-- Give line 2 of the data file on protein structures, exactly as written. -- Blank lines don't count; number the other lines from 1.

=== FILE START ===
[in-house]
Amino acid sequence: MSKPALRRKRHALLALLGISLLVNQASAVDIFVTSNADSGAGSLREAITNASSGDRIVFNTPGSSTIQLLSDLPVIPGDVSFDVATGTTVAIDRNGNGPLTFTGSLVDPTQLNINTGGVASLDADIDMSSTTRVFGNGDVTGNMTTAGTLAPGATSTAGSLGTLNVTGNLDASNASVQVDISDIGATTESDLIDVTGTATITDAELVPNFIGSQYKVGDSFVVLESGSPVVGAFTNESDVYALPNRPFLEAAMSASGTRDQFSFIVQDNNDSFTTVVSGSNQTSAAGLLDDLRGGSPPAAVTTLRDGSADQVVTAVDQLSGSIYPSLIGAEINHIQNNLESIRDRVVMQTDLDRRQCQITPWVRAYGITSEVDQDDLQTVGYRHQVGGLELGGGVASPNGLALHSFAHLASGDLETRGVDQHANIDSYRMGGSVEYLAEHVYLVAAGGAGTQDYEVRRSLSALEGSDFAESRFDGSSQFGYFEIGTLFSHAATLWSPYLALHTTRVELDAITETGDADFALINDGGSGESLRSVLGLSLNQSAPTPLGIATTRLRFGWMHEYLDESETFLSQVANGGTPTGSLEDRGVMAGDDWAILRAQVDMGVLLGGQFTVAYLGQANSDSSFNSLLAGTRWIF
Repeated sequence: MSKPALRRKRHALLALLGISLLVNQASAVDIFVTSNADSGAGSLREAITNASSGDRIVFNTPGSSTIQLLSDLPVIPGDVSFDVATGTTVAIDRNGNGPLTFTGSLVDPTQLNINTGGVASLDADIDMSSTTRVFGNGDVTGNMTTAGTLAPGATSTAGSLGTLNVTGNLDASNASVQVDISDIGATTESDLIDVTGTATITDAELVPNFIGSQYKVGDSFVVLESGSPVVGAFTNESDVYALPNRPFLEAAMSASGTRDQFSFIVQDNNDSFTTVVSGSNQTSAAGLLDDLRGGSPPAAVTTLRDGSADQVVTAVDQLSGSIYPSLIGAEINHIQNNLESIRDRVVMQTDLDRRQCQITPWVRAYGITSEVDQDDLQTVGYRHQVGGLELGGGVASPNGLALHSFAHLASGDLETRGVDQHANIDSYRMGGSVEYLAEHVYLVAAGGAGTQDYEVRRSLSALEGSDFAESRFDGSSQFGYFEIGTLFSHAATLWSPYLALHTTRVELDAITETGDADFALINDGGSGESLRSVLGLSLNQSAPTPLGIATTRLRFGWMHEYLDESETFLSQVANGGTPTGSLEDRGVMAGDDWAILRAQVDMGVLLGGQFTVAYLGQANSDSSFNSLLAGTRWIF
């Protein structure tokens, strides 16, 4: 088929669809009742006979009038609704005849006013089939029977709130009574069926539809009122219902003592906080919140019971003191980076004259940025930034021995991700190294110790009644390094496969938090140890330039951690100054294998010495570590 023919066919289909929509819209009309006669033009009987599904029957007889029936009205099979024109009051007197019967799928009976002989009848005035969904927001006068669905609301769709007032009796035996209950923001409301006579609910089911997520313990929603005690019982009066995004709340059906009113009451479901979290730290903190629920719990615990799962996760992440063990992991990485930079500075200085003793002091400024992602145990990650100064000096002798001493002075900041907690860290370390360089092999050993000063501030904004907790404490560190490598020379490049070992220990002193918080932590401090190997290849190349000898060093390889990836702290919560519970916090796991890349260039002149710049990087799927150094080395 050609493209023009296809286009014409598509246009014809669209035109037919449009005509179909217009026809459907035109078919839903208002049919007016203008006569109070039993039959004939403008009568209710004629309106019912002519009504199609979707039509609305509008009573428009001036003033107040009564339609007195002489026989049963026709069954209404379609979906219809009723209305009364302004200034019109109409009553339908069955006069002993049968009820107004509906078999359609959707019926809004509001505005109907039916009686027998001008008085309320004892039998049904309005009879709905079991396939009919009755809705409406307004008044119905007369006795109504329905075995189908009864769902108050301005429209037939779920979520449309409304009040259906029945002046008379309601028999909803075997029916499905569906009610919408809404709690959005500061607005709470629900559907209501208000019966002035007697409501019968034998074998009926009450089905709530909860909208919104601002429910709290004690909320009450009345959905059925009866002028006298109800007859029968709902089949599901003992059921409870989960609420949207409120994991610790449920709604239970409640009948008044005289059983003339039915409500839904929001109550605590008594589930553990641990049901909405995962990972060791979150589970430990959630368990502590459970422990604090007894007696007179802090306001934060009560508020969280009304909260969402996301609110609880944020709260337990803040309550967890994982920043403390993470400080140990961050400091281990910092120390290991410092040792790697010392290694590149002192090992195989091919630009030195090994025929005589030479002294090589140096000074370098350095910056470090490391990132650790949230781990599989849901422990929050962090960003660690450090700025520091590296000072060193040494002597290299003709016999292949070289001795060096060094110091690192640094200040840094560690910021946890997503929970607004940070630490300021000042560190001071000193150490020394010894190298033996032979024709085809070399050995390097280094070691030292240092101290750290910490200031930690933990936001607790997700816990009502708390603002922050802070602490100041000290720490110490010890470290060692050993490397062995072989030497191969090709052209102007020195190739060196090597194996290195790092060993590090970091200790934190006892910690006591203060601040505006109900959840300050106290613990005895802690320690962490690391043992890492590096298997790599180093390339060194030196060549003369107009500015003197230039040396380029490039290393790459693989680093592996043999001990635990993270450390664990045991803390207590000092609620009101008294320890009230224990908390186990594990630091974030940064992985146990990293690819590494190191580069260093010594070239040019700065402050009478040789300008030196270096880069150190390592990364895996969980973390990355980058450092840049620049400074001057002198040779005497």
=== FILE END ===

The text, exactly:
Amino acid sequence: MSKPALRRKRHALLALLGISLLVNQASAVDIFVTSNADSGAGSLREAITNASSGDRIVFNTPGSSTIQLLSDLPVIPGDVSFDVATGTTVAIDRNGNGPLTFTGSLVDPTQLNINTGGVASLDADIDMSSTTRVFGNGDVTGNMTTAGTLAPGATSTAGSLGTLNVTGNLDASNASVQVDISDIGATTESDLIDVTGTATITDAELVPNFIGSQYKVGDSFVVLESGSPVVGAFTNESDVYALPNRPFLEAAMSASGTRDQFSFIVQDNNDSFTTVVSGSNQTSAAGLLDDLRGGSPPAAVTTLRDGSADQVVTAVDQLSGSIYPSLIGAEINHIQNNLESIRDRVVMQTDLDRRQCQITPWVRAYGITSEVDQDDLQTVGYRHQVGGLELGGGVASPNGLALHSFAHLASGDLETRGVDQHANIDSYRMGGSVEYLAEHVYLVAAGGAGTQDYEVRRSLSALEGSDFAESRFDGSSQFGYFEIGTLFSHAATLWSPYLALHTTRVELDAITETGDADFALINDGGSGESLRSVLGLSLNQSAPTPLGIATTRLRFGWMHEYLDESETFLSQVANGGTPTGSLEDRGVMAGDDWAILRAQVDMGVLLGGQFTVAYLGQANSDSSFNSLLAGTRWIF